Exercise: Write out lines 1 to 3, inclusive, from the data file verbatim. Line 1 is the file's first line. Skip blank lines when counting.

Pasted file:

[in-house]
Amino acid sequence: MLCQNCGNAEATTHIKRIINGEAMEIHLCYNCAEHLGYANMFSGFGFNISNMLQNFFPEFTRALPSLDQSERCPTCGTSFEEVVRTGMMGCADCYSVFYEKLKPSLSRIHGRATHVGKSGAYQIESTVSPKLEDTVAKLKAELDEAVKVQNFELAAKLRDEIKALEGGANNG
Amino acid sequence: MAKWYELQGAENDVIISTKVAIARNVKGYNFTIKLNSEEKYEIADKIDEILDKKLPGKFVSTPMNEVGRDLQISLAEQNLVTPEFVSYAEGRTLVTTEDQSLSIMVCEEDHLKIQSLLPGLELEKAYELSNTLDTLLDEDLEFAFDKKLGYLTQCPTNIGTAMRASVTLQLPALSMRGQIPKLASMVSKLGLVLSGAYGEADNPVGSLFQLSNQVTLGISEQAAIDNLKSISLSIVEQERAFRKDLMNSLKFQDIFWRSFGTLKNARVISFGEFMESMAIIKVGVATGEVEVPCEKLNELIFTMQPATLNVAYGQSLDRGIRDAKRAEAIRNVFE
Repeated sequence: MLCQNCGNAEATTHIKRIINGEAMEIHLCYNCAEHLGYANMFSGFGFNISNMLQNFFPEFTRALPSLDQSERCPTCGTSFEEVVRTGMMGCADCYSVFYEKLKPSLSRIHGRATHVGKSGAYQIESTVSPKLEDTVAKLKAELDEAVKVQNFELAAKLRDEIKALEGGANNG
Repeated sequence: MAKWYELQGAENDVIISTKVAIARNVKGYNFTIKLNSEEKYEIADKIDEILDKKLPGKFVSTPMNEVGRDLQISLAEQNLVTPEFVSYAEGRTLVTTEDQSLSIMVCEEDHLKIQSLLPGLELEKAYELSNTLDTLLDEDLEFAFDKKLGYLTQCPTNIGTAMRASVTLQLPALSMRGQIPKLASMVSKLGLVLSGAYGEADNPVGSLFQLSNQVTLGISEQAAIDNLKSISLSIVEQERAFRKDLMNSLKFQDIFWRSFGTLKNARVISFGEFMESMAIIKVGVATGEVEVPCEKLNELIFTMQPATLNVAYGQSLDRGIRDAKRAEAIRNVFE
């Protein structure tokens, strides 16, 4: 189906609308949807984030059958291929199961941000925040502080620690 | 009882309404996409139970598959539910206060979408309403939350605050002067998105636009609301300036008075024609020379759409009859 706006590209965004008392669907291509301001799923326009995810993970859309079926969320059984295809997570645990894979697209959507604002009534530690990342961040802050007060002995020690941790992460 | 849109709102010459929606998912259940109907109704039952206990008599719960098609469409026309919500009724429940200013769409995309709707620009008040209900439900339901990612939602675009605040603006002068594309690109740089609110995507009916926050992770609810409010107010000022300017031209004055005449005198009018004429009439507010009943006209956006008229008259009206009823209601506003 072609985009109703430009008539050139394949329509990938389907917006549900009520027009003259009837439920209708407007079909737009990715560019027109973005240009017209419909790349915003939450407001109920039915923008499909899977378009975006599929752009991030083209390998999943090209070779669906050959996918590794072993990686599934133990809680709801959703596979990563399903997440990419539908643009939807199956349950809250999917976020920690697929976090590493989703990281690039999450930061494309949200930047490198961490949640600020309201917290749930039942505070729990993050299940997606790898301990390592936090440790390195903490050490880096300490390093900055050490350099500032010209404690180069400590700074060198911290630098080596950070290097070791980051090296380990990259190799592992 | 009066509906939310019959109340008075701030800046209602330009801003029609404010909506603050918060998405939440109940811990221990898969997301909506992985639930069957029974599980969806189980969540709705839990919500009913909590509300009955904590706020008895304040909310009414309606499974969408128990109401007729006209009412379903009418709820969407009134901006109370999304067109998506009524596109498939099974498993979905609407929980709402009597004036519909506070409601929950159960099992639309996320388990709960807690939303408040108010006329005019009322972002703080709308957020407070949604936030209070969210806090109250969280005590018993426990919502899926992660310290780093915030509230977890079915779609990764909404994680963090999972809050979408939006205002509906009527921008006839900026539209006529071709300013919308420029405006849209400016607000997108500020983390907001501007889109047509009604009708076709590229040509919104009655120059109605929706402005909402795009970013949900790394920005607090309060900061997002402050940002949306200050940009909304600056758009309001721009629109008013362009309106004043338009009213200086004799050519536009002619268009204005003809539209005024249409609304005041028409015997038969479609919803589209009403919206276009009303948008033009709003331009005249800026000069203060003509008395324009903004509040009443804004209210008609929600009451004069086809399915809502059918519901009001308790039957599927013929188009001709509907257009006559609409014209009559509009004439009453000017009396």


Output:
[in-house]
Amino acid sequence: MLCQNCGNAEATTHIKRIINGEAMEIHLCYNCAEHLGYANMFSGFGFNISNMLQNFFPEFTRALPSLDQSERCPTCGTSFEEVVRTGMMGCADCYSVFYEKLKPSLSRIHGRATHVGKSGAYQIESTVSPKLEDTVAKLKAELDEAVKVQNFELAAKLRDEIKALEGGANNG
Amino acid sequence: MAKWYELQGAENDVIISTKVAIARNVKGYNFTIKLNSEEKYEIADKIDEILDKKLPGKFVSTPMNEVGRDLQISLAEQNLVTPEFVSYAEGRTLVTTEDQSLSIMVCEEDHLKIQSLLPGLELEKAYELSNTLDTLLDEDLEFAFDKKLGYLTQCPTNIGTAMRASVTLQLPALSMRGQIPKLASMVSKLGLVLSGAYGEADNPVGSLFQLSNQVTLGISEQAAIDNLKSISLSIVEQERAFRKDLMNSLKFQDIFWRSFGTLKNARVISFGEFMESMAIIKVGVATGEVEVPCEKLNELIFTMQPATLNVAYGQSLDRGIRDAKRAEAIRNVFE